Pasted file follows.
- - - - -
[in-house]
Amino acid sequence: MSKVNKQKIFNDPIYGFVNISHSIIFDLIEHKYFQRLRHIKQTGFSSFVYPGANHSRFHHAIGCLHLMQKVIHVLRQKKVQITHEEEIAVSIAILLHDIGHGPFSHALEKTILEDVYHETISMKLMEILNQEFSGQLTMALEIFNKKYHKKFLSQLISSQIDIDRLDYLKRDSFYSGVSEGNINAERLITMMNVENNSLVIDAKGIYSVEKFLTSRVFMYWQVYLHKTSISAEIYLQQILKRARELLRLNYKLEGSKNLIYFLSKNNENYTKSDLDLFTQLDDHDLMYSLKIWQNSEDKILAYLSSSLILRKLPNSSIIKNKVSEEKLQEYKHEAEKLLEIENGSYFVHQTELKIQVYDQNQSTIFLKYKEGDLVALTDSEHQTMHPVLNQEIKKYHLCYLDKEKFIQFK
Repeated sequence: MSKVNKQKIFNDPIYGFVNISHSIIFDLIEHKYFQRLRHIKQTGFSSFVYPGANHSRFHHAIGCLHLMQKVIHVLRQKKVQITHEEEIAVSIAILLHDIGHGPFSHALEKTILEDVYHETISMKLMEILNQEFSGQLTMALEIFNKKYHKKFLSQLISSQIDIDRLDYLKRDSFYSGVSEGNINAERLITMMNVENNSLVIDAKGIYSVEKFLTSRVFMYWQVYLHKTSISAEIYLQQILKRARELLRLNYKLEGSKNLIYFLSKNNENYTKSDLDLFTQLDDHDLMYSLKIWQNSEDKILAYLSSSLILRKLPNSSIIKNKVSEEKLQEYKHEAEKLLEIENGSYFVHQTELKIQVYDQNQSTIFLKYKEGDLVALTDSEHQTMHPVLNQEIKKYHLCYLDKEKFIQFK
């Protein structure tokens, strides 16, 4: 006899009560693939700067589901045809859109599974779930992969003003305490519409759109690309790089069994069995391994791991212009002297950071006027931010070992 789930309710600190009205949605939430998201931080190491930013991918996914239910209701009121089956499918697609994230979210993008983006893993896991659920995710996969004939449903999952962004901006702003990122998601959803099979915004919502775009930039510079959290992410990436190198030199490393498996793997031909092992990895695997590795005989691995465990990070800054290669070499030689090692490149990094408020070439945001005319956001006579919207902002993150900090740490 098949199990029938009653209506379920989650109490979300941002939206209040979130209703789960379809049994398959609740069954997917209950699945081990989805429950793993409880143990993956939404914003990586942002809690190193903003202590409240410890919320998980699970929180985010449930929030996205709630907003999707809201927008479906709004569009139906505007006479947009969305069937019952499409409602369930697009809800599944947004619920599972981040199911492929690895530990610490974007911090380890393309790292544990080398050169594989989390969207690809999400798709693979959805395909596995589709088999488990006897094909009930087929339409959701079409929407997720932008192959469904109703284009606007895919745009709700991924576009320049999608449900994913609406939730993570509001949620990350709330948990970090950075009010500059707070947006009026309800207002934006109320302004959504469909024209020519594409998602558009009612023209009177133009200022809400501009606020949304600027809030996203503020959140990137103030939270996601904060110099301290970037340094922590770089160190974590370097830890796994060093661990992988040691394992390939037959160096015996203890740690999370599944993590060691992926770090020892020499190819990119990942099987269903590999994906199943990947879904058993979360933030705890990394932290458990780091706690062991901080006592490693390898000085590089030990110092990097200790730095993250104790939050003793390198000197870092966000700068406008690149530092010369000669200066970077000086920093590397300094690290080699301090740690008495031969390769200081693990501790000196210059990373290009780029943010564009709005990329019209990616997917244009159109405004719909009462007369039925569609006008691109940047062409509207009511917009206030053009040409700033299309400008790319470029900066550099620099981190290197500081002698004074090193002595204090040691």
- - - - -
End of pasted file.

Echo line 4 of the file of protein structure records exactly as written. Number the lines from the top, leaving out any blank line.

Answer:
């Protein structure tokens, strides 16, 4: 006899009560693939700067589901045809859109599974779930992969003003305490519409759109690309790089069994069995391994791991212009002297950071006027931010070992 789930309710600190009205949605939430998201931080190491930013991918996914239910209701009121089956499918697609994230979210993008983006893993896991659920995710996969004939449903999952962004901006702003990122998601959803099979915004919502775009930039510079959290992410990436190198030199490393498996793997031909092992990895695997590795005989691995465990990070800054290669070499030689090692490149990094408020070439945001005319956001006579919207902002993150900090740490 098949199990029938009653209506379920989650109490979300941002939206209040979130209703789960379809049994398959609740069954997917209950699945081990989805429950793993409880143990993956939404914003990586942002809690190193903003202590409240410890919320998980699970929180985010449930929030996205709630907003999707809201927008479906709004569009139906505007006479947009969305069937019952499409409602369930697009809800599944947004619920599972981040199911492929690895530990610490974007911090380890393309790292544990080398050169594989989390969207690809999400798709693979959805395909596995589709088999488990006897094909009930087929339409959701079409929407997720932008192959469904109703284009606007895919745009709700991924576009320049999608449900994913609406939730993570509001949620990350709330948990970090950075009010500059707070947006009026309800207002934006109320302004959504469909024209020519594409998602558009009612023209009177133009200022809400501009606020949304600027809030996203503020959140990137103030939270996601904060110099301290970037340094922590770089160190974590370097830890796994060093661990992988040691394992390939037959160096015996203890740690999370599944993590060691992926770090020892020499190819990119990942099987269903590999994906199943990947879904058993979360933030705890990394932290458990780091706690062991901080006592490693390898000085590089030990110092990097200790730095993250104790939050003793390198000197870092966000700068406008690149530092010369000669200066970077000086920093590397300094690290080699301090740690008495031969390769200081693990501790000196210059990373290009780029943010564009709005990329019209990616997917244009159109405004719909009462007369039925569609006008691109940047062409509207009511917009206030053009040409700033299309400008790319470029900066550099620099981190290197500081002698004074090193002595204090040691």